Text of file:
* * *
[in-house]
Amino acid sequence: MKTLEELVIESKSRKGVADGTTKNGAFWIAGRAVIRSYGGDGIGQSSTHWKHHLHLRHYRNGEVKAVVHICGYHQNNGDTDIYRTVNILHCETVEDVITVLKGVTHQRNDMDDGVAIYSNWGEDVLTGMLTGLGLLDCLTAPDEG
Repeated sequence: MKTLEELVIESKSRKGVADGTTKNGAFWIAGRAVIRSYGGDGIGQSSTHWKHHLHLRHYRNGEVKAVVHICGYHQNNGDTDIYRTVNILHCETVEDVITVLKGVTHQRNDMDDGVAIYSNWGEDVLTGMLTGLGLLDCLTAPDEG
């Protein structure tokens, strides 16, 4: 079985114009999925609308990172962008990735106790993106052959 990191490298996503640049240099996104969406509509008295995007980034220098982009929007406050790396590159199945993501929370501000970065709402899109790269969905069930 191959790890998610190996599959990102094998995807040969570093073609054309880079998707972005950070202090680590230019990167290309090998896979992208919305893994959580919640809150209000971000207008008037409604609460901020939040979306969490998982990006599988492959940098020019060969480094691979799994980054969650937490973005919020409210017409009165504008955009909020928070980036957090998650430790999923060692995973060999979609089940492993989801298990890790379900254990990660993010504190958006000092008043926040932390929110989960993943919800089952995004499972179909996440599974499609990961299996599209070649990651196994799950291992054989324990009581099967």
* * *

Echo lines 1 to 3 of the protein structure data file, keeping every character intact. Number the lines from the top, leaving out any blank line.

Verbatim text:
[in-house]
Amino acid sequence: MKTLEELVIESKSRKGVADGTTKNGAFWIAGRAVIRSYGGDGIGQSSTHWKHHLHLRHYRNGEVKAVVHICGYHQNNGDTDIYRTVNILHCETVEDVITVLKGVTHQRNDMDDGVAIYSNWGEDVLTGMLTGLGLLDCLTAPDEG
Repeated sequence: MKTLEELVIESKSRKGVADGTTKNGAFWIAGRAVIRSYGGDGIGQSSTHWKHHLHLRHYRNGEVKAVVHICGYHQNNGDTDIYRTVNILHCETVEDVITVLKGVTHQRNDMDDGVAIYSNWGEDVLTGMLTGLGLLDCLTAPDEG